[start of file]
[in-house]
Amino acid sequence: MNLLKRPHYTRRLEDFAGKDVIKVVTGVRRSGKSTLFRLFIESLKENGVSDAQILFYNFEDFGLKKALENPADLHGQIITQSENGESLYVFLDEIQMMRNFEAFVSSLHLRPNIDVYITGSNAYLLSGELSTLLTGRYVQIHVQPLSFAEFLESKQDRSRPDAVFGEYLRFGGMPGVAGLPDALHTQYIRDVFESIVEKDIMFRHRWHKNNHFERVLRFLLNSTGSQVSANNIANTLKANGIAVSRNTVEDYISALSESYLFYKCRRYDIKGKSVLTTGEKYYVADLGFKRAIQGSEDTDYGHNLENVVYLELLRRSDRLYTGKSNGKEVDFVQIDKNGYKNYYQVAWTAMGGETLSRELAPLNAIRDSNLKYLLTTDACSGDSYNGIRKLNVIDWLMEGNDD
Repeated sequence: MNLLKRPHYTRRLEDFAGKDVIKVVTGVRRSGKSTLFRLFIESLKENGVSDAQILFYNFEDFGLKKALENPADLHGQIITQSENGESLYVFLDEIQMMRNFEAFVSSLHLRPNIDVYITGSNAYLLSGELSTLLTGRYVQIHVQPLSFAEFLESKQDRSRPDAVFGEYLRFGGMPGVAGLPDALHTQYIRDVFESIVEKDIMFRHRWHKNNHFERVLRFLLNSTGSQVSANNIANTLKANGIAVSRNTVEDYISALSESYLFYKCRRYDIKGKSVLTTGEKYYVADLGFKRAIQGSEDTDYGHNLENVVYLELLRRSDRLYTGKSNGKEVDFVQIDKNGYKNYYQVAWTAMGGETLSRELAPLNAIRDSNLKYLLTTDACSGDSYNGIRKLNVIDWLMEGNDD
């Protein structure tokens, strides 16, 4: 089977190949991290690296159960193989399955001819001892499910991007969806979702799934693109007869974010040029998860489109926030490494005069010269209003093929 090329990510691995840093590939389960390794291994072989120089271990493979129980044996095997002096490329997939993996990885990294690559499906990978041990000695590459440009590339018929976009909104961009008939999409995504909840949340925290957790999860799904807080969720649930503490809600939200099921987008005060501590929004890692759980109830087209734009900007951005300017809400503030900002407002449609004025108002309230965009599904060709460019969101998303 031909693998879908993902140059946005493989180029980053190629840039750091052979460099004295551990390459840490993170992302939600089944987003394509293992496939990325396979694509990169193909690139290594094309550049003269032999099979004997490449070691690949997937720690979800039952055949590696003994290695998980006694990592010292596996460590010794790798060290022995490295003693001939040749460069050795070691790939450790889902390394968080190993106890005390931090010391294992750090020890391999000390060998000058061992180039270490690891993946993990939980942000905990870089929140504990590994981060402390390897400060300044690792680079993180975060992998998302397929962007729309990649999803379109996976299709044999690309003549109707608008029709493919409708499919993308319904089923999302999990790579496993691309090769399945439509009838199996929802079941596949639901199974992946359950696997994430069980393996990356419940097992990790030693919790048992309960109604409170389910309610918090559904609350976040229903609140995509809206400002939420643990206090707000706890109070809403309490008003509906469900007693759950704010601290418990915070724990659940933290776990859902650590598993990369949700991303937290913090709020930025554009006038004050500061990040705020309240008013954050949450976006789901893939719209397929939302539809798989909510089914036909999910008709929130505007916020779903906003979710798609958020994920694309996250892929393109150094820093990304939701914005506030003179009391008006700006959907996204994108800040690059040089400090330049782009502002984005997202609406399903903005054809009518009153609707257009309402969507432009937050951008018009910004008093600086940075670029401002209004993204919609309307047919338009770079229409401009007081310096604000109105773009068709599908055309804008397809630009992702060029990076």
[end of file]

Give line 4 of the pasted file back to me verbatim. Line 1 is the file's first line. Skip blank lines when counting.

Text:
């Protein structure tokens, strides 16, 4: 089977190949991290690296159960193989399955001819001892499910991007969806979702799934693109007869974010040029998860489109926030490494005069010269209003093929 090329990510691995840093590939389960390794291994072989120089271990493979129980044996095997002096490329997939993996990885990294690559499906990978041990000695590459440009590339018929976009909104961009008939999409995504909840949340925290957790999860799904807080969720649930503490809600939200099921987008005060501590929004890692759980109830087209734009900007951005300017809400503030900002407002449609004025108002309230965009599904060709460019969101998303 031909693998879908993902140059946005493989180029980053190629840039750091052979460099004295551990390459840490993170992302939600089944987003394509293992496939990325396979694509990169193909690139290594094309550049003269032999099979004997490449070691690949997937720690979800039952055949590696003994290695998980006694990592010292596996460590010794790798060290022995490295003693001939040749460069050795070691790939450790889902390394968080190993106890005390931090010391294992750090020890391999000390060998000058061992180039270490690891993946993990939980942000905990870089929140504990590994981060402390390897400060300044690792680079993180975060992998998302397929962007729309990649999803379109996976299709044999690309003549109707608008029709493919409708499919993308319904089923999302999990790579496993691309090769399945439509009838199996929802079941596949639901199974992946359950696997994430069980393996990356419940097992990790030693919790048992309960109604409170389910309610918090559904609350976040229903609140995509809206400002939420643990206090707000706890109070809403309490008003509906469900007693759950704010601290418990915070724990659940933290776990859902650590598993990369949700991303937290913090709020930025554009006038004050500061990040705020309240008013954050949450976006789901893939719209397929939302539809798989909510089914036909999910008709929130505007916020779903906003979710798609958020994920694309996250892929393109150094820093990304939701914005506030003179009391008006700006959907996204994108800040690059040089400090330049782009502002984005997202609406399903903005054809009518009153609707257009309402969507432009937050951008018009910004008093600086940075670029401002209004993204919609309307047919338009770079229409401009007081310096604000109105773009068709599908055309804008397809630009992702060029990076």